Suggestion #3 is always a valid point that is almost never considered, I mostly recommend NOD to people unless they tell me that they visit a lot of porn sites or do a lot of filesharing or other high risk type stuff in which case I lean toward KAV if their system can handle it without serious problems. How you use your system should be a factor in which AV you use as well as what level of system you have, whether it is a bargain basement budget desktop with a 7 year old CPU or a top of the line $6,000 screamer of a game system are factors you shoud factor in.

    I completely disagree with your #1 and your 1st #2 suggestion, what infections you have had in the past or how they were picked up is irrelevant except in the area of how the settings were done to learn how to improve your set up. The line between differing types of malware is becoming more and more blurred every day. Gone are the days of pure trojans or pure virii, trojans are becoming a means of downloading bots to create huge spamming nets, worms are becoming a means of disabling security products so that a trojan can be installed to do the same. Malware is a different type of animal now and all security products need to be able to find and eliminate all threats to users' systems. While some products are better at some type of threats than others, every maker is working to improve their detections of almost everything.
     
  15. spm

    spm Registered Member

    Joined:
    Dec 9, 2002
    Posts:
    437
    Location:
    U.K.
    While I agree [partly] with your synopsis of NAV, the opening poster did not indicate he had experienced any such problems, only that he had experienced a number of infections while using NAV.

    I don't think it's that the distinction between different types of malware is becoming more blurred. Rather I believe the 'traditional' distinctions made have always been somewhat arbitrary and made by - and for the benefit of - the A/V (and, later, other) vendors.

    In an ideal world it would be nice to have a single product that protects against all malware types and target vectors (although some would also disagree with this), but in reality this is just not the case. In point, most viruses/worms spread through 'conventional' techniques (such as e-mail) and are basically simple pieces of software in the sense that their detection and removal are (usually) straightforward, and A/Vs as a rule generally excel at these two tasks (for known threats, anyway).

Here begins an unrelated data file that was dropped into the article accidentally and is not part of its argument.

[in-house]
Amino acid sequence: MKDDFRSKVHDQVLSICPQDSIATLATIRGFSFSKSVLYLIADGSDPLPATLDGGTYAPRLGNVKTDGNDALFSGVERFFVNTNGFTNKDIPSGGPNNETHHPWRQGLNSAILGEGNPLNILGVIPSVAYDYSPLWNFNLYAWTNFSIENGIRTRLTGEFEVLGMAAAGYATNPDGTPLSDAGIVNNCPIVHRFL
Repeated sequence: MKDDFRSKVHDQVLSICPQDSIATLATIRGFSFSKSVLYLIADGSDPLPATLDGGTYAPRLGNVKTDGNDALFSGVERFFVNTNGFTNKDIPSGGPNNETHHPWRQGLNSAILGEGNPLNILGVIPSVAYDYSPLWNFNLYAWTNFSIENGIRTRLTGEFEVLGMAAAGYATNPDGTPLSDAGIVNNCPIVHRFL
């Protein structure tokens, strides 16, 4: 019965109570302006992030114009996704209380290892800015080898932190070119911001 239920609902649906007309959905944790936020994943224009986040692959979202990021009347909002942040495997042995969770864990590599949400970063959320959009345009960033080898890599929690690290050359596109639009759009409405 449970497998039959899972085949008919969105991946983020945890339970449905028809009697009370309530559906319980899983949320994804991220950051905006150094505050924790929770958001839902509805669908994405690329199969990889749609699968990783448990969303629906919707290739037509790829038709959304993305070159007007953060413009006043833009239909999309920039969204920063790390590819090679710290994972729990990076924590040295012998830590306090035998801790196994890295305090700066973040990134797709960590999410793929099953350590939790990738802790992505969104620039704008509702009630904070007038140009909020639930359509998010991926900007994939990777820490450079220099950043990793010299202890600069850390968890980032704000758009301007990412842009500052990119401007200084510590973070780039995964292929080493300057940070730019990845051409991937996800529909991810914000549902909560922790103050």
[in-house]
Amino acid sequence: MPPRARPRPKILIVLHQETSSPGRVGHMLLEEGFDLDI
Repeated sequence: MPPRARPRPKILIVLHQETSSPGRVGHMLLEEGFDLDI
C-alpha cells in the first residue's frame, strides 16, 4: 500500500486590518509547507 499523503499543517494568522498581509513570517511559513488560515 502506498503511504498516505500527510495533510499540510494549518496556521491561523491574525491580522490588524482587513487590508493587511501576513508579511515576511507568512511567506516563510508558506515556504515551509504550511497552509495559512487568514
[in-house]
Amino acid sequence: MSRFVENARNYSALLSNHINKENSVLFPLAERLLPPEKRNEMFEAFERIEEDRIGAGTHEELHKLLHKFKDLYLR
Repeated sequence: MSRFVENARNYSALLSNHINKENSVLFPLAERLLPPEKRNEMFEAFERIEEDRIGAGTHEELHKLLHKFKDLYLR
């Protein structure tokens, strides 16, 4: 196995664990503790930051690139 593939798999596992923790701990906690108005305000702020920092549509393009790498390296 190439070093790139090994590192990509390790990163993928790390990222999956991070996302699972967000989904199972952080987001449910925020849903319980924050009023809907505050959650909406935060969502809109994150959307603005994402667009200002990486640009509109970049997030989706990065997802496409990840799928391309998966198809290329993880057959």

The more modern malware types are not only of a more blended nature, being commercially motivated they are generally much more sophisticated both in the means by which they infect you in the first place, and in their resistance to subsequent detection and removal. While A/Vs are in many cases improving their detection of such malware, their prevention and removal capabilities are often seriously lacking, and other types of security software become necessary.

    So, I contend that my point #1 remains valid (and also my first point #2, although it is really a consequence of point #3). My experience is that someone who picks up a particular type of infection will likely do so again, as it's happening is indicative of an exploitable weakness in their security setup.

    Knowing as much as possible about what actual infections were contracted (and how, if at all possible) is therefore important - in conjunction with my other suggestions- in choosing whether or not a replacement A/V will indeed help, or whether the addition of another security product would be more effective. For instance, if the poster was subjected to zero-day viruses - and the users' usage habits heighten the risk of such events (such as making use of file-sharing) - then some A/Vs would be better than others, while if the threats were of a highly sophisticated nature then it would be sensible to look at either anti-spyware and/or one of the many behaviour-control products that are fast maturing.
     
  16. wx4545

    wx4545 Registered Member

    Joined:
    Aug 28, 2005
    Posts:
    3
    NOD32 KASPERSKY F-SECURE avast and AntiVir :rolleyes:
     
Loading...
Thread Status:
Not open for further replies.